Political leaders in Ivory Coast are discussing possible rebel participation in the government under terms of a French-mediated peace accord. Meanwhile, a rebel leader has threatened to resume fighting if the agreement is not fully implemented.
Ivorian Prime Minister Seydou Diarra returned to Abidjan to brief President Laurent Gbagbo on his just-concluded talks in Paris with opposition leaders.
Prime Minister Diarra is charged with the task of forming a national unity government under the peace deal hammered out last month in France, the former colonial power in Ivory Coast.
He consulted in Paris with Guillaume Soro, rebel leader of the Patriotic Movement of Ivory Coast, which controls the northern half of the country. Mr. Diarra also met opposition leader Alassane Ouattara and former President Henri Konan Bedie.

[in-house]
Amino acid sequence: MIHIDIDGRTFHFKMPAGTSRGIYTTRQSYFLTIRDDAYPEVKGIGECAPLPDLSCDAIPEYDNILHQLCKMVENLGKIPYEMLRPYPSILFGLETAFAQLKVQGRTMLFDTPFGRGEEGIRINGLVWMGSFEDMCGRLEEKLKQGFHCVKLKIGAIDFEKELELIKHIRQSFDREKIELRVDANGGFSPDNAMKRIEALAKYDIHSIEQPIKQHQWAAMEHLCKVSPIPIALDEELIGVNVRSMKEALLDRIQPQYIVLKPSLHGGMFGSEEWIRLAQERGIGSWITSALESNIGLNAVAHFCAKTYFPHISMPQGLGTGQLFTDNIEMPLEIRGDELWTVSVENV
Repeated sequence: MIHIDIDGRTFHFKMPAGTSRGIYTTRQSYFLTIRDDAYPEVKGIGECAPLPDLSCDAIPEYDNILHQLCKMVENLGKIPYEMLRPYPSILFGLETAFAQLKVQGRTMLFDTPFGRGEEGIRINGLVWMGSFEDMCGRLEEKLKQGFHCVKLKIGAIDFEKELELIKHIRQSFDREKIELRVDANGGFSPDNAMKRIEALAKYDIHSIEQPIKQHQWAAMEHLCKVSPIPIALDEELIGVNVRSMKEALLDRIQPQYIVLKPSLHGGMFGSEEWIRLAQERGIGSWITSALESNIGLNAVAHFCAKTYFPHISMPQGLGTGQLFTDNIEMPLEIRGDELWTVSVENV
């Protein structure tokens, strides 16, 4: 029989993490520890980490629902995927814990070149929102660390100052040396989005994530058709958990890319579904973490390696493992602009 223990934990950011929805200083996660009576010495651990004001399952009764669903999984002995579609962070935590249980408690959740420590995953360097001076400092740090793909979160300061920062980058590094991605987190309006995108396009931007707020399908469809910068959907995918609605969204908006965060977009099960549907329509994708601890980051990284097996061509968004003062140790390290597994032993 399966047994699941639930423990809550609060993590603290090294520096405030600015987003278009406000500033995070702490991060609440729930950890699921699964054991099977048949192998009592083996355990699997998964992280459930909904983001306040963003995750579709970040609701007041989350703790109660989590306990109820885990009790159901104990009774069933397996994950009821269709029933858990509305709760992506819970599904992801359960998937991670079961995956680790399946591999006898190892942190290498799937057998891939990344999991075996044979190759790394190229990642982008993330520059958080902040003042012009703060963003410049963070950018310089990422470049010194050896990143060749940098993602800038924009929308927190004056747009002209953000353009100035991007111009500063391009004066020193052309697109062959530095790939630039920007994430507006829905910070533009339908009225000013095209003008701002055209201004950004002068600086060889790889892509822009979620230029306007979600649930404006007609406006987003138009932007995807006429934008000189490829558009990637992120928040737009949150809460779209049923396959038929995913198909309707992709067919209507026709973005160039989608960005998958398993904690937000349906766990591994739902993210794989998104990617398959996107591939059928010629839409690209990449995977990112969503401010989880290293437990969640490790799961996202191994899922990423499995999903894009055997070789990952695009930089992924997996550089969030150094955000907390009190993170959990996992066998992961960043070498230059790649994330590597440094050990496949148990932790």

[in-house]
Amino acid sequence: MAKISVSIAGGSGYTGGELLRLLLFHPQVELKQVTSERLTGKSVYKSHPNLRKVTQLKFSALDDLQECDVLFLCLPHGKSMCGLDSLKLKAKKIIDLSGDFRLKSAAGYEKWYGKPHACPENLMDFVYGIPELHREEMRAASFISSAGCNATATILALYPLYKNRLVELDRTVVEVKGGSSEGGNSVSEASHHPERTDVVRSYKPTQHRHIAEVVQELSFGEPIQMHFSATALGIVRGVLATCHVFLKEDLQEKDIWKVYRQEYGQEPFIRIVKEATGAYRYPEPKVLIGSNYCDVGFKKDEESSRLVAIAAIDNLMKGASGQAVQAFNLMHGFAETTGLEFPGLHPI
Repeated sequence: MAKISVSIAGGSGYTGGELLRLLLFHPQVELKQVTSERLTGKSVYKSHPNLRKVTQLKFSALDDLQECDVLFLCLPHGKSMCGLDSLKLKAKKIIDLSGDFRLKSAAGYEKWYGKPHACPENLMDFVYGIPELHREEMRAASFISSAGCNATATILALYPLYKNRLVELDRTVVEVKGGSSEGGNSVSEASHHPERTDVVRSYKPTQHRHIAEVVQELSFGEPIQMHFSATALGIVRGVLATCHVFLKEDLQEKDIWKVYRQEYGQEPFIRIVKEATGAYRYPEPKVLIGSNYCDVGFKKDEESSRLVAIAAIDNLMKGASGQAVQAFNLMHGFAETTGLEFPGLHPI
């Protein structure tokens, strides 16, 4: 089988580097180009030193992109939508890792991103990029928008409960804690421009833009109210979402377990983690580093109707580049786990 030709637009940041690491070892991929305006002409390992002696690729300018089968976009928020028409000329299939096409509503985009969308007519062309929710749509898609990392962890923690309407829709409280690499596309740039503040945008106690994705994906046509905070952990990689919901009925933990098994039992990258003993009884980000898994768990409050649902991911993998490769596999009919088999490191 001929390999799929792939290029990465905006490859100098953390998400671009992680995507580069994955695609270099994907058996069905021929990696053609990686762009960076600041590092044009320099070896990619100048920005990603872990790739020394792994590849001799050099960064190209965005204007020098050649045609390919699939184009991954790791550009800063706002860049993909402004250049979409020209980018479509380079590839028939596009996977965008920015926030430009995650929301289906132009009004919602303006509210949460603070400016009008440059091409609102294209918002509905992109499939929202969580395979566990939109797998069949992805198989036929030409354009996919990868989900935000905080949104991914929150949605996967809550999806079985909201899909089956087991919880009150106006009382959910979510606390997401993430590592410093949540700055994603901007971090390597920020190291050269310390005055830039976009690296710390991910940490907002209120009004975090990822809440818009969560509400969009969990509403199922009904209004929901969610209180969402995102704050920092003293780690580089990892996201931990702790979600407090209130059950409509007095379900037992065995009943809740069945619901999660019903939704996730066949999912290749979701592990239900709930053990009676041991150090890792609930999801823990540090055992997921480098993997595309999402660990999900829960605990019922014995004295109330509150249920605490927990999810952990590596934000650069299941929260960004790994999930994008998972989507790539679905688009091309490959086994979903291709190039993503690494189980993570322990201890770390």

The talks between the prime minister and President Gbagbo were expected to focus on the allocation of Cabinet seats for the rebels in a coalition government.
Rebel leaders insist they must take over the key defense and internal security portfolios, but the army and major political parties oppose those appointments.
A commander of rebels in western Ivory Coast, Felix Doh, says his group will resume fighting, if the defense and interior ministries are not handed over.
Fighting along ethnic and religious lines broke out in Ivory Coast in September. Hundreds were killed, and nearly one million people driven from their homes. A cease-fire monitored by 3,000 French troops has been in place since the peace accord was signed.